11. 11. Intellectual Property: A Tool for Development “In the age of the knowledge economy, the efficient and creative use of knowledge is a key determinant of international competitiveness, wealth creation and improved social welfare.” “An effective intellectual property (IP) system embedded within a national strategy which anchors IP considerations firmly within the policy-making process will help a nation to promote and protect its intellectual assets, thereby driving economic growth and wealth creation.” Kamil Idris 23 January 2010 WIPO Director General IMT MM-Biztel 11
  12. 12. Types of IP Rights • Trade Secrets • Copyright and Related Rights • Industrial Designs • Trademarks (Brands) • Geographical Indications • Utility Models and Patents • New Varieties of Plants • Unfair Competition 23 January 2010 IMT MM-Biztel 12
  13. 13. The Needs of Each Stage •Recruitment •Business •Corporate and Development Secretarial •A & P $ •Financial •Market Access •Training •PR and Marketing •Networking •Business Expansion •Business Plan Development •Prototype/ POC •International support and •Project Management Mkt. Access •Business Premises Start-Up •Diversification strategies •Project Management and support •Management Training •Recruitment Seed •Training and Incentives Idea / Concept Time IP Management Needed in all stages 23 January 2010 IMT MM-Biztel 13
  14. 14. The Challenges to the IP System • Expand, adapt, fine tune, harmonize • New categories (Sui generis systems) • National, regional or global • National treatment vs. reciprocity • Digital environment and E-commerce • Legal jurisdiction, applicable laws • Fit for purpose: Clear, fast, cheap and effective • Simple and cogent
  15. 15. Basic Message 1 IP adds value at every stage of the value chain from creative/innovative idea to putting a new, better, and cheaper, product/service on the market: Patents / Trademarks/ GIs Utility Models/Trade secrets Ind. Designs/Patents/Copyright All IP Rights Patents / Industrial Designs/ Utility models Trademarks/GIs Invention Commercialization Marketing Financing Product Design Exporting Literary / artistic Licensing creation Copyright/Related Rights 23 January 2010 IMT MM-Biztel All IP Rights 15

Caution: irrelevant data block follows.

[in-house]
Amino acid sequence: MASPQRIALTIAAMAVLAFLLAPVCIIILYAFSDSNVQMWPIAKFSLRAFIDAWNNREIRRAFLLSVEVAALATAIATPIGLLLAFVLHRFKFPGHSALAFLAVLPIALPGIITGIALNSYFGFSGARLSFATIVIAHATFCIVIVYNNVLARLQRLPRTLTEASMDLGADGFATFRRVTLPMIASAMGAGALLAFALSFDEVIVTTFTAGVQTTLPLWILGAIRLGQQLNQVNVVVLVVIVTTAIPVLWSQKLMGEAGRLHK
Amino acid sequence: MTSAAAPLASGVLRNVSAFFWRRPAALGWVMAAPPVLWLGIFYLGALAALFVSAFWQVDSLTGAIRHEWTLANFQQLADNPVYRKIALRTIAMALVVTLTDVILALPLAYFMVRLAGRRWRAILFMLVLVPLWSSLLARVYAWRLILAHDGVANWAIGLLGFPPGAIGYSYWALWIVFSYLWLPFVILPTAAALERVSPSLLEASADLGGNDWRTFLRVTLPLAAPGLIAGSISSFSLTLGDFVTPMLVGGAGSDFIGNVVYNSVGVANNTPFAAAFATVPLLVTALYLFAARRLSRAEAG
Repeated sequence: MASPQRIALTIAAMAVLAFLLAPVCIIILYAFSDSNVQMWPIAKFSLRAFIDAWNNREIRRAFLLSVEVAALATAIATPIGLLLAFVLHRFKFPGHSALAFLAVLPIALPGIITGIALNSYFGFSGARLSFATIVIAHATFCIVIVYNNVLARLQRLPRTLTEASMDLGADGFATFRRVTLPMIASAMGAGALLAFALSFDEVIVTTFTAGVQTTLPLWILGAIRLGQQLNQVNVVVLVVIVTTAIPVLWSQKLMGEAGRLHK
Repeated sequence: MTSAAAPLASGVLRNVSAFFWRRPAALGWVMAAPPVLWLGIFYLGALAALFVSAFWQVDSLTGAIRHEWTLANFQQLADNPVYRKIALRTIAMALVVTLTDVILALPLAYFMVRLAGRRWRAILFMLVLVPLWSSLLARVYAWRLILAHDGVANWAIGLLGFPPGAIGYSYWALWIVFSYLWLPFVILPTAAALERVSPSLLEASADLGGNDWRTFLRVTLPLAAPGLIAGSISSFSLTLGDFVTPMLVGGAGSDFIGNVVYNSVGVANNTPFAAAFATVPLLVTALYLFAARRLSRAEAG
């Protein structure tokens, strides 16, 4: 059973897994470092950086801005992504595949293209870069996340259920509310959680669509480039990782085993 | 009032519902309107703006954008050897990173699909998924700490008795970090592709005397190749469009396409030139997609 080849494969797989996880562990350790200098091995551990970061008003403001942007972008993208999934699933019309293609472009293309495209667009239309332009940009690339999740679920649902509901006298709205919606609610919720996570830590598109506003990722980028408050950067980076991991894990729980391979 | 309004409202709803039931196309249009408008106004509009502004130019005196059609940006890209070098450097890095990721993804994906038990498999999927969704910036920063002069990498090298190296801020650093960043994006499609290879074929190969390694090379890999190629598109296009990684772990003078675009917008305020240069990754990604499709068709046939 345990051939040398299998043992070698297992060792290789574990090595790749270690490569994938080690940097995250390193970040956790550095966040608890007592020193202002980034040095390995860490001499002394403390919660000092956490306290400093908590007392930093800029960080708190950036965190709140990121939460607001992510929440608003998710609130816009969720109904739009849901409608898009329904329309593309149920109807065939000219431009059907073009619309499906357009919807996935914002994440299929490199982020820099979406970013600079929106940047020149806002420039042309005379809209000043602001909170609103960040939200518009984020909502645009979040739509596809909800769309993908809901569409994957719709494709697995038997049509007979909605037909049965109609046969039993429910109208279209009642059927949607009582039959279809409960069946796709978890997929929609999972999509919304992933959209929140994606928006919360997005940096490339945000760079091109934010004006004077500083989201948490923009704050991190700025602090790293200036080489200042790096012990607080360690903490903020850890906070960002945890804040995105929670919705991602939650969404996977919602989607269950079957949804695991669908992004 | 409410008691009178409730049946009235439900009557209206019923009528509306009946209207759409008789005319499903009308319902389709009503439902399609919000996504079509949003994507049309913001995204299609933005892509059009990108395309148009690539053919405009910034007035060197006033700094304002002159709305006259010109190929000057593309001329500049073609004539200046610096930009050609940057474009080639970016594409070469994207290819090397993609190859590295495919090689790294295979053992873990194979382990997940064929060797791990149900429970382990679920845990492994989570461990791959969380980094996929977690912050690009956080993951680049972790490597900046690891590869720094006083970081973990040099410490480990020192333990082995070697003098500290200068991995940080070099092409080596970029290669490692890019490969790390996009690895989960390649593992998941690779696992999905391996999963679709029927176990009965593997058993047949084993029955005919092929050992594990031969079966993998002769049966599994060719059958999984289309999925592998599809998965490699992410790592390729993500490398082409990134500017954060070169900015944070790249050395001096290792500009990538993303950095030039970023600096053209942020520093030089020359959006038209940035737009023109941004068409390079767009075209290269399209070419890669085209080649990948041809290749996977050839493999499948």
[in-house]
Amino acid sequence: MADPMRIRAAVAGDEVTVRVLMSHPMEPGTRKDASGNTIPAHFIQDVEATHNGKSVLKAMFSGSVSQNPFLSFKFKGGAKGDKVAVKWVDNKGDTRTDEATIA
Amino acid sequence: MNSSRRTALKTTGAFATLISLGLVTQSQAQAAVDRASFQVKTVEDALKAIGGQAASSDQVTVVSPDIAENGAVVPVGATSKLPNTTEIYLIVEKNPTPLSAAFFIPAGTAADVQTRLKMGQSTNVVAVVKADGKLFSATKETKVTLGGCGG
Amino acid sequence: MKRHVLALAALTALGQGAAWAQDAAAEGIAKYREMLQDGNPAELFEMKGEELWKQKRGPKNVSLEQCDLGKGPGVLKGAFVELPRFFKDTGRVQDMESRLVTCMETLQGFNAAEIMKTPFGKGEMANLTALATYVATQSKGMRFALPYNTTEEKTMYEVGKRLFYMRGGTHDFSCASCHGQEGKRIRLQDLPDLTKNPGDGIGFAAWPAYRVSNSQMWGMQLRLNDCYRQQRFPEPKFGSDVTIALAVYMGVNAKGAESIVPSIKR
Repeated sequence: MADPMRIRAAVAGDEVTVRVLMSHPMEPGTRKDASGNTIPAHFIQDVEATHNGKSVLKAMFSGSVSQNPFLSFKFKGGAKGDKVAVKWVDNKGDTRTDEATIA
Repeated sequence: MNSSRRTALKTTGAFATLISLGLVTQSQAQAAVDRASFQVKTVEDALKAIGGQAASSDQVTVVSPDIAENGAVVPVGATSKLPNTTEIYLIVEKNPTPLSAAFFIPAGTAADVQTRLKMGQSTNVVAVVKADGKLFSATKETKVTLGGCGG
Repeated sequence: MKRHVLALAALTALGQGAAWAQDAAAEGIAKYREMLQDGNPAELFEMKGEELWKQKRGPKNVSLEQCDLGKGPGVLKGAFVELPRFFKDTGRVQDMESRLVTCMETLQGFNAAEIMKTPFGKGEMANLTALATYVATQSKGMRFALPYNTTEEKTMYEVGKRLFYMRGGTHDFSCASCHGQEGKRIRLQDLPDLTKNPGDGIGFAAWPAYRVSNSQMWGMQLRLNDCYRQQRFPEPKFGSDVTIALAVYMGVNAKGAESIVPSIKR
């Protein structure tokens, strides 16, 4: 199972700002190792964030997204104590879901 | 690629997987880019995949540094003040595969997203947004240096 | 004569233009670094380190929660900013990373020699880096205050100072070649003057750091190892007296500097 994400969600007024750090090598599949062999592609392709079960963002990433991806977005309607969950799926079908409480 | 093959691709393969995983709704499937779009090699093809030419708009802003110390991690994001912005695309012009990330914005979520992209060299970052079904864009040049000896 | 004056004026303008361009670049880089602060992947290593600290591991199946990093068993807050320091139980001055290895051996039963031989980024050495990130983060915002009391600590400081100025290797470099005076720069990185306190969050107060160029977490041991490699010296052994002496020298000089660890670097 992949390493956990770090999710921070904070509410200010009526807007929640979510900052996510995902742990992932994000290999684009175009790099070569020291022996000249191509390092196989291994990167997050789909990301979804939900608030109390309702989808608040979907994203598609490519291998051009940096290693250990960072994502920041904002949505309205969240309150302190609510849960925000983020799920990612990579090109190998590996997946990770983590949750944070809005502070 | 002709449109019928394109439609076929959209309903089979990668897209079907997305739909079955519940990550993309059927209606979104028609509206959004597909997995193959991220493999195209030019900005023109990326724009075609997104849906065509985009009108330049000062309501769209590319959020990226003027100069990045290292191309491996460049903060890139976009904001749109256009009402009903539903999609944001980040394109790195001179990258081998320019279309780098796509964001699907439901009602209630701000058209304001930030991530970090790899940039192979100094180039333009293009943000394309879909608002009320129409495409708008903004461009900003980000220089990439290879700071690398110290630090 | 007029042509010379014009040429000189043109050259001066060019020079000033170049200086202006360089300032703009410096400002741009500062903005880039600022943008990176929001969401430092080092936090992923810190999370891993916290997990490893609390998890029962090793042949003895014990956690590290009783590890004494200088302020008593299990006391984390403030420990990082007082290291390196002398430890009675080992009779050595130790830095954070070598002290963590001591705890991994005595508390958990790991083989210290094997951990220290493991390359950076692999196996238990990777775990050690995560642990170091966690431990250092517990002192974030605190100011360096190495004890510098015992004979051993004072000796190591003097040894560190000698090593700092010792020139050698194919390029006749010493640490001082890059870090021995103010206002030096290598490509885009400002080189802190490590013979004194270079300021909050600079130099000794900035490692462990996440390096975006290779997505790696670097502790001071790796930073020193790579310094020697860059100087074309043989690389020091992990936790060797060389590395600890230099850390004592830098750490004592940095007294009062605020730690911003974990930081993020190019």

16. 16. Basic Message 2 • IP Strategy should be an integral part of the overall business strategy of an Enterprise • The IP strategy of an Enterprise is influenced by its creative/innovative capacity, financial resources, field of technology, competitive environment, etc. • BUT: Ignoring the IP system altogether is in itself an IP strategy, which may eventually prove very costly or even fatal 23 January 2010 IMT MM-Biztel 16
  17. 17. Basic Message 3 (More for Less) • Own Use • Licensing • Franchising • Merchandising (Mickey Mouse, Hello Kitty) 23 January 2010 IMT MM-Biztel 17
  18. 18. Camera Industry Analysis • Fierce competition between camera makers Market Share in the Digital Camera Industry, 2006 Canon 18,70% Sony 31,50% Kodak Olympas 15,80% Samsung 7,60% Nikon 10% 7,80% Other 8,60%